Bourse closes up despite Ericsson

The Stockholm stock exchange ended the week on a positive note despite Ericsson's report. A turbulent bourse week ended with stocks climbing across the board.

By close of trading the OMXS index had climbed 3 percent to 318.5 points.

Swedish telecom infrastructure group Ericsson presented a weak report on Friday morning and the firm’s share tumbled as a result to close the day 3.5 percent down. Ericsson’s announcement to cut 1,000 jobs in Sweden did nothing to lighten the mood.

Traders could not decide what to make of Ericsson’s report and despite the firm failing to meet analyst forecasts the stock market made a positive start to the day. The stock market resumed its familiar roller-coaster pattern in the afternoon.

At lunch time in Sweden the news filtered through that US software giant Microsoft had bid the equivalent of 285 billion kronor for Yahoo. The news sent positive vibrations across global markets. US employment statistics dampened the good mood slightly.

Engineering stocks performed well with Sandvik, SKF, Atlas Copco and Volvo climbing strongly. Clothing retailer H & M continued its positive development since the presentation of its report earlier in the week and shot up 5.4 percent by closing. Mining concern Boliden led the leader board of the major companies with a climb of 13.54 percent.

Stockholm’s OMXS index was in line with other European bourses with Frankfurt’s DAX and Paris CAC indices climbing 1.6 percent and 2.2 percent respectively. London’s FTSE index finished the day up 2.5 percent at 6,029.2 points. New York’s Dow Jones completed the positive end to the week, closing up 0.7 percent at 12,743.19 points.


Ericsson suspends all Russia operations indefinitely

Swedish network equipment maker Ericsson said Monday that it was suspending all of its Russian operations over the war in Ukraine for the foreseeable future.

Ericsson suspends all Russia operations indefinitely

The telecom giant already announced in late February that it would stop all deliveries to Russia following Moscow’s February 24 invasion of Ukraine.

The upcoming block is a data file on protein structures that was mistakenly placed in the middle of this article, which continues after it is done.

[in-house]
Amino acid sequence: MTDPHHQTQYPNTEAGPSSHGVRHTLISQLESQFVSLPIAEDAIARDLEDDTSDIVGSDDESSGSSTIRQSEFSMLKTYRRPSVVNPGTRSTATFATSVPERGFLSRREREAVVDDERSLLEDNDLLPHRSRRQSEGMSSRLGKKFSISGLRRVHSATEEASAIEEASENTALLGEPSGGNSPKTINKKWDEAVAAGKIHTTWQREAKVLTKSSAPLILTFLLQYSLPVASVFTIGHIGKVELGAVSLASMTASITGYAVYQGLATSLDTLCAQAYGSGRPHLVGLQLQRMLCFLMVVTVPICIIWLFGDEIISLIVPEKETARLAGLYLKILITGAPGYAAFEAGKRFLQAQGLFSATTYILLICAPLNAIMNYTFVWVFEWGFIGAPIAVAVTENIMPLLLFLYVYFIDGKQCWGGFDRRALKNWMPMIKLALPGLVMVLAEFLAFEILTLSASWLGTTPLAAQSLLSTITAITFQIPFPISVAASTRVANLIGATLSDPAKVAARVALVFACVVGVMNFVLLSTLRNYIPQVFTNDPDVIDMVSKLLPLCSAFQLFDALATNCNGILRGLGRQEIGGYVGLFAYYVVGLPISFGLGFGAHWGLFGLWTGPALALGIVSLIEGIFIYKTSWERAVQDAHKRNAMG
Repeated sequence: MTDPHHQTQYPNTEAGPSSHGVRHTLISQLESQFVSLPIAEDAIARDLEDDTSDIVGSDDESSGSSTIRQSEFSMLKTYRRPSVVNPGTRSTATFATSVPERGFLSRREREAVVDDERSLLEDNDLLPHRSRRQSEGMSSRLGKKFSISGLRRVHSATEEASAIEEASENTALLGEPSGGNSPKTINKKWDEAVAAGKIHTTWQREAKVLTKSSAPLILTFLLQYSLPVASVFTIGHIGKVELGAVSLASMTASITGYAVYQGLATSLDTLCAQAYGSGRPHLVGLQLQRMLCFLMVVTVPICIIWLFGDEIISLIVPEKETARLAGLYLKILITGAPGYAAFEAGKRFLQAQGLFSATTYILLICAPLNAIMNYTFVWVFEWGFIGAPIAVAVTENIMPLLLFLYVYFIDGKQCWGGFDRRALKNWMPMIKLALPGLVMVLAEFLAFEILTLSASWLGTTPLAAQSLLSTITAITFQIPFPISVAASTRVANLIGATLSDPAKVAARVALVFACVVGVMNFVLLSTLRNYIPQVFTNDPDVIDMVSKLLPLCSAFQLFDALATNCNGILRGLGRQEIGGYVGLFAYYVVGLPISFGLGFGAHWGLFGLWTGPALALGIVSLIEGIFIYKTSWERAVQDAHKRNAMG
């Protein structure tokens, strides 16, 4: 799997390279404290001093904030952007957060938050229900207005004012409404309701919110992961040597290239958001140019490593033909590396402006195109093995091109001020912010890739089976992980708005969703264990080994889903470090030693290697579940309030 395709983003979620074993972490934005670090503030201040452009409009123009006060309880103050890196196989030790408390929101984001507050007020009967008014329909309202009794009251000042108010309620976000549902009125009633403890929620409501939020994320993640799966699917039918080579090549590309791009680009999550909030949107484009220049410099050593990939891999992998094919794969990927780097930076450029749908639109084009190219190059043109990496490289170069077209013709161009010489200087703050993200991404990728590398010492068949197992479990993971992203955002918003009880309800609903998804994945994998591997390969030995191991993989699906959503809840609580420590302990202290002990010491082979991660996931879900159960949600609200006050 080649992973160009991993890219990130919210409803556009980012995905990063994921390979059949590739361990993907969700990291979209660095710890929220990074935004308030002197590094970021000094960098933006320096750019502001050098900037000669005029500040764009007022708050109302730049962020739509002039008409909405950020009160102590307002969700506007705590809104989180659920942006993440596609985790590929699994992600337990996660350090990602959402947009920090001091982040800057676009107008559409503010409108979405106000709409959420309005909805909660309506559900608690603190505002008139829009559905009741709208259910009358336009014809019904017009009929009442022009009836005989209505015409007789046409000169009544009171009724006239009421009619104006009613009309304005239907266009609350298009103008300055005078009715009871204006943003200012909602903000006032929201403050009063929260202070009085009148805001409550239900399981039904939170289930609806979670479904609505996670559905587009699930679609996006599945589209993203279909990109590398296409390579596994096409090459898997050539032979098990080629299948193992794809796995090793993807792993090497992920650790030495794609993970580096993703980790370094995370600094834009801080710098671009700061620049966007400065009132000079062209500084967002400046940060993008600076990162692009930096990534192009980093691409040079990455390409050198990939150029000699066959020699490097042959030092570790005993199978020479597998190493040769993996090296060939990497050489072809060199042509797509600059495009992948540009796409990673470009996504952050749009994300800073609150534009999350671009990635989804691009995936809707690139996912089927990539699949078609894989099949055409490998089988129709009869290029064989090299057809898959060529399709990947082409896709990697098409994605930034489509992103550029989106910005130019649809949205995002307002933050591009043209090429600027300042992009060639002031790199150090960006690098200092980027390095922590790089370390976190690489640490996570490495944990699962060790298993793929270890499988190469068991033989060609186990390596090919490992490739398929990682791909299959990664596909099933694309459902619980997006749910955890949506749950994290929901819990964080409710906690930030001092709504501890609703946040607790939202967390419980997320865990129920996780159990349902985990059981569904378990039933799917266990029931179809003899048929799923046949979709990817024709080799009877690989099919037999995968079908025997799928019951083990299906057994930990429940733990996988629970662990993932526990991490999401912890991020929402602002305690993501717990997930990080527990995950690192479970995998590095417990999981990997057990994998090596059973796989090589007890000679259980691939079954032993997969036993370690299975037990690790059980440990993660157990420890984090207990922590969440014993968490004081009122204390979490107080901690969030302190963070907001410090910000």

“In the light of recent events and of European Union sanctions, the company will now suspend its affected business with customers in Russia indefinitely,” Ericsson said in a statement.

The company added that it was “engaging with customers and partners regarding the indefinite suspension of the affected business.”

“The priority is to focus on the safety and well-being of Ericsson employees in Russia and they will be placed on paid leave,” it said.

READ ALSO: How has Sweden responded to Putin’s war in Ukraine so far?

Hundreds of Western firms ranging from Ikea to Coca-Cola, Goldman Sachs and McDonald’s have stopped operations in the country since the invasion, with French banking group Societe Generale announcing Monday it was selling its stake in Russia’s Rosbank.

Ericsson has around 600 employees in Russia, and is a “major supplier to the largest operator MTS and the fourth largest operator Tele2,” a company spokeswoman told AFP, adding that together with Ukraine, Russia accounts for less than two percent of revenue.

As a result, the equipment maker said it would record a provision for 900 million Swedish kronor ($95 million, 87 million euros) for the first quarter of 2022 for “impairment of assets and other exceptional costs,” though no staff redundancy costs were included.
Ericsson is due to publish its first quarter earnings on April 14.